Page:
As the anglophone crisis enters its fourth year, after an estimated 3,000 deaths and 500,000 people displaced in the north-west and south-west regions, hopes of a breakthrough in the conflict were dashed by renewed threats from Paul Biya, Cameroon’s 86-year-old president, over the new year after his apparent overtures to the separatists at a ‘National Dialogue’ in September-October and at the Paris Peace Forum in November.
The UN Children’s Fund warned that the violence now threatened 1.9 million people – a 15-fold increase – with nearly a million of them children. Attacks by Cameroon’s military and separatists – who also target the moderate opposition Social Democratic Front (SDF) – as well as by Boko Haram, are increasing. Civilians have attacked separatists in retaliation for atrocities against them. Torture at secret detention facilities by Cameroon’s armed forces, documented by Human Rights Watch last year, continues unabated.
Another element to the volatile mix emerged in late October as Facebook said it had suspended accounts linked to networks run by the notorious Russian ‘troll factory’ run by Yevgeny Prigozhin, a powerful tycoon close to Vladimir Putin. Prigozhin was trying to influence domestic politics in eight African countries, including Cameroon, Facebook said.
Instead of promising new peace efforts in his end-of-year message, as hoped for, Biya threatened to crush separatist fighters, saying the military would act ‘without weakness’. The SDF leader, John Fru Ndi, said Cameroonians had expected Biya to free the separatist leader Ayuk Tabe Julius and nine others sentenced to life in prison for ‘terrorism and secession’ in August. ‘I expected that in a speech like this he would say, “Anglophone activists, I pardon you … But Mr Biya said, “If you want peace, be prepared for war.”’
Maurice Kamto, leader of the opposition Cameroon Renaissance Movement (MRC), called for dialogue and said Biya was deceiving himself and the world that he was resolving the crisis. Kamto, the nearest challenger when Biya won 2018’s disputed elections to extend his 36 years in power with a seventh term, was freed in October after being detained for nine months for organising protests.
As well as proposing more autonomy for the anglophone regions and reviving the House of Chiefs (which lasted from independence in 1960 to 1972, when Cameroon’s federalism was dropped and anglophone regions annexed) in the National Dialogue, Biya freed more than 300 detainees, though critics said thousands more remained jailed on bogus charges. Separatists refused to attend unless all political prisoners were released and the military withdrew from anglophone regions. ‘We want independence and nothing else,’ said Ivo Tapang, a spokesman for 13 armed groups called the Contender Forces of Ambazonia.
On 20 December, Cameroon’s parliament granted ‘special status’ to the anglophone regions based on their ‘linguistic particularity and historic heritage’. Schools and courts were cited in the legislation, reflecting the role of teachers and lawyers in leading protests that sparked the secessionist movement in 2016 (see Commonwealth Update, March 2018). But Jean-Michel Nintcheu, an SDF MP, said the law would not solve the crisis. ‘The anglophones, even the moderate ones, want a federal state. This law is not the result of a dialogue … we were against it,’ he said.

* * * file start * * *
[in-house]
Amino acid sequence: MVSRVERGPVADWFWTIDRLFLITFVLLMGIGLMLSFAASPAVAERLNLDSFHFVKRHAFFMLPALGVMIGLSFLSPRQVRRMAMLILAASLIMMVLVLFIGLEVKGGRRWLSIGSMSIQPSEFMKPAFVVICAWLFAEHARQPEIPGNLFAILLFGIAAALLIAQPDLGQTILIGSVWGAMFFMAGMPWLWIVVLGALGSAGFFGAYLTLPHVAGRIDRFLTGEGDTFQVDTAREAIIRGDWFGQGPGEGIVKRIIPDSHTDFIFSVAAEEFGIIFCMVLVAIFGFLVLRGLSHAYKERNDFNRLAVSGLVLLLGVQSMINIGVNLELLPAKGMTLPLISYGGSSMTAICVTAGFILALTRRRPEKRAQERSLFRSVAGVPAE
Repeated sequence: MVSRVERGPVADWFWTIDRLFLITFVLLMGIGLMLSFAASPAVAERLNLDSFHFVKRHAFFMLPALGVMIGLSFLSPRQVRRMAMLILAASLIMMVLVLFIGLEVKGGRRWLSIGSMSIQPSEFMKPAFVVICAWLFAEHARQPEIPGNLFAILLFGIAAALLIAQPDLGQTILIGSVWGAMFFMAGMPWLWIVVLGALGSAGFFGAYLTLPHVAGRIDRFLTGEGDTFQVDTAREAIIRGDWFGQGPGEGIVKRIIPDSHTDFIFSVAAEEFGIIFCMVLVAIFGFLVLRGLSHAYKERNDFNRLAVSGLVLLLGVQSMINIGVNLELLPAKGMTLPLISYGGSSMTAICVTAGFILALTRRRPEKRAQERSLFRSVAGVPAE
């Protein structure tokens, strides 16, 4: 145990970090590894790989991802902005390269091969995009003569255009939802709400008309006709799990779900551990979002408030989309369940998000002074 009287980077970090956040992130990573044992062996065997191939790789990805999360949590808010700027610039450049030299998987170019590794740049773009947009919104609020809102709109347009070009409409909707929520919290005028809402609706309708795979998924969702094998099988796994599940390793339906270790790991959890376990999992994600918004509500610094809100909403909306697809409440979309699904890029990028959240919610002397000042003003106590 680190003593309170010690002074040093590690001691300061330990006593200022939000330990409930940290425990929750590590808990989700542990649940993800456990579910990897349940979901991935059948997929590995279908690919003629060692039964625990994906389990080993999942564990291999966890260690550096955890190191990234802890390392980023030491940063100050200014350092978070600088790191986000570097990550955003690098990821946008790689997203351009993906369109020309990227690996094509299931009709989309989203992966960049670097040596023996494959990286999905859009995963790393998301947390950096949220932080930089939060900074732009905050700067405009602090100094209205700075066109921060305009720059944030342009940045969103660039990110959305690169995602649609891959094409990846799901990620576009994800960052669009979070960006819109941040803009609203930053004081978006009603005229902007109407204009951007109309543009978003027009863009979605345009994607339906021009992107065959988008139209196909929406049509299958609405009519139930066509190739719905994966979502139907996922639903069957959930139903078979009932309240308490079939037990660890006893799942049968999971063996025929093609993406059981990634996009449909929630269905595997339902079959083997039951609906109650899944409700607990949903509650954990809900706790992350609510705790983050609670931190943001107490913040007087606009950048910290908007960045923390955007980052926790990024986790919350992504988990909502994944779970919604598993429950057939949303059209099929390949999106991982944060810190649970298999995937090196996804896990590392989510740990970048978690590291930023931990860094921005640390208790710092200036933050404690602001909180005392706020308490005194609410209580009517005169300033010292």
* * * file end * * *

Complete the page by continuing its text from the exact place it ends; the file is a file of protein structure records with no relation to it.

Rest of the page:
In November the US imposed trade sanctions after cutting military aid in February. An open letter at the Paris Peace Forum’s launch urged the French president, Emmanuel Macron, to take a stronger stance on the Cameroon crisis. One signatory, Rebecca Tinsley of Waging Peace, linked the reluctance of the west to intervene to Cameroon’s role in fighting Boko Haram. ‘It’s a case of the Cameroonian armed forces being a militia for hire,’ she said. ‘[Cameroon] has sort of inoculated itself against criticism.’ A well-intentioned tripartite mission by the head of the African Union Commission, Moussa Faki Mahamat; Patricia Scotland, of the Commonwealth; and Louise Mushikiwabo, secretary-general of the International Organisation of La Francophonie; urged all parties to follow ‘the path of wisdom and responsibility’ but appeared to have little effect.
Legislative and municipal elections are due in February but it seems unlikely there will be a high enough turnout to give the polls credibility and attacks by separatists seem highly likely. Candidates have been abducted by separatists and the Ambazonia Military Forces declared a curfew during the elections.
Writing in African Arguments, R Maxwell Bone and Akem Kelvin Nkwain note that ‘few outside of the ruling CPDM party regarded [the National Dialogue] as a genuine effort to end the conflict.’ All secessionists and much of civil society boycotted the talks, while those opposition politicians that did attend soon walked out. Bone and Nkwain point out that Biya will still appoint governors, who are likely to still be francophone, as well as district officers. Forming committees to discuss decentralisation and local finance was ‘an approach that has led to little change over several years’. Regional assemblies, executive councils and mayors will have as-yet undetermined powers and ‘their responsibilities will largely be determined by laws implemented in Yaoundé.’
Bone and Nkwain conclude: ‘In all likelihood, this means that the two sides will continue to fight whilst wreaking havoc on civilians in the two anglophone regions. The special status bill will do little to change this.’ Biya’s moves to pacify the separatists appear to be too little, too late.